The next tutorial:






  • Practical Machine Learning Tutorial with Python Introduction
  • Regression - Intro and Data
  • Regression - Features and Labels
  • Regression - Training and Testing
  • Regression - Forecasting and Predicting
  • Pickling and Scaling
  • Regression - Theory and how it works
  • Regression - How to program the Best Fit Slope
  • Regression - How to program the Best Fit Line
  • Regression - R Squared and Coefficient of Determination Theory
  • Regression - How to Program R Squared
  • Creating Sample Data for Testing
  • Classification Intro with K Nearest Neighbors
  • Applying K Nearest Neighbors to Data
  • Euclidean Distance theory
  • Creating a K Nearest Neighbors Classifer from scratch
  • Creating a K Nearest Neighbors Classifer from scratch part 2
  • Testing our K Nearest Neighbors classifier
  • Final thoughts on K Nearest Neighbors
  • Support Vector Machine introduction
  • Vector Basics
  • Support Vector Assertions
  • Support Vector Machine Fundamentals
  • Constraint Optimization with Support Vector Machine
  • Beginning SVM from Scratch in Python
  • Support Vector Machine Optimization in Python
  • Support Vector Machine Optimization in Python part 2
  • Visualization and Predicting with our Custom SVM
  • Kernels Introduction
  • Why Kernels
  • Soft Margin Support Vector Machine
  • Kernels, Soft Margin SVM, and Quadratic Programming with Python and CVXOPT
  • Support Vector Machine Parameters
  • Machine Learning - Clustering Introduction
  • Handling Non-Numerical Data for Machine Learning
  • K-Means with Titanic Dataset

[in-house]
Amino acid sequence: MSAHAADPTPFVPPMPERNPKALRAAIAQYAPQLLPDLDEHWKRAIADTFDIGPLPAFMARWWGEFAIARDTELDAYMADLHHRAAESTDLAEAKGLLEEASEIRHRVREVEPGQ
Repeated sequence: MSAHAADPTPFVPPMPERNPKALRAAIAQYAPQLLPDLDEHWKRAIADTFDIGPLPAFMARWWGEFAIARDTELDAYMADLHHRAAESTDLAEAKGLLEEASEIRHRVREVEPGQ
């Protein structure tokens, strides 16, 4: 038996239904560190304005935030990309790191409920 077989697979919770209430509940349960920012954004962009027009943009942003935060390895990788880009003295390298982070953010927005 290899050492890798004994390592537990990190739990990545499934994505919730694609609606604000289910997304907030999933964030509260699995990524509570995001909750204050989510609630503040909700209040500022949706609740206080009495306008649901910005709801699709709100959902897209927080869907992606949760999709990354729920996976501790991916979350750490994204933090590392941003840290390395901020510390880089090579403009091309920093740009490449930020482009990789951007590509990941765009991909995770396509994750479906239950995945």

• K-Means from Scratch in Python
  • Finishing K-Means from Scratch in Python
  • Hierarchical Clustering with Mean Shift Introduction
  • Mean Shift applied to Titanic Dataset
  • Mean Shift algorithm from scratch in Python
  • Dynamically Weighted Bandwidth for Mean Shift
  • Introduction to Neural Networks
  • Installing TensorFlow for Deep Learning - OPTIONAL
  • Introduction to Deep Learning with TensorFlow
  • Deep Learning with TensorFlow - Creating the Neural Network Model
  • Deep Learning with TensorFlow - How the Network will run
  • Deep Learning with our own Data
  • Simple Preprocessing Language Data for Deep Learning
  • Training and Testing on our Data for Deep Learning
  • 10K samples compared to 1.6 million samples with Deep Learning
  • How to use CUDA and the GPU Version of Tensorflow for Deep Learning
  • Recurrent Neural Network (RNN) basics and the Long Short Term Memory (LSTM) cell
  • RNN w/ LSTM cell example in TensorFlow and Python
  • Convolutional Neural Network (CNN) basics
  • Convolutional Neural Network CNN with TensorFlow tutorial
  • TFLearn - High Level Abstraction Layer for TensorFlow Tutorial
  • Using a 3D Convolutional Neural Network on medical imaging data (CT Scans) for Kaggle
  • Classifying Cats vs Dogs with a Convolutional Neural Network on Kaggle
  • Using a neural network to solve OpenAI's CartPole balancing environment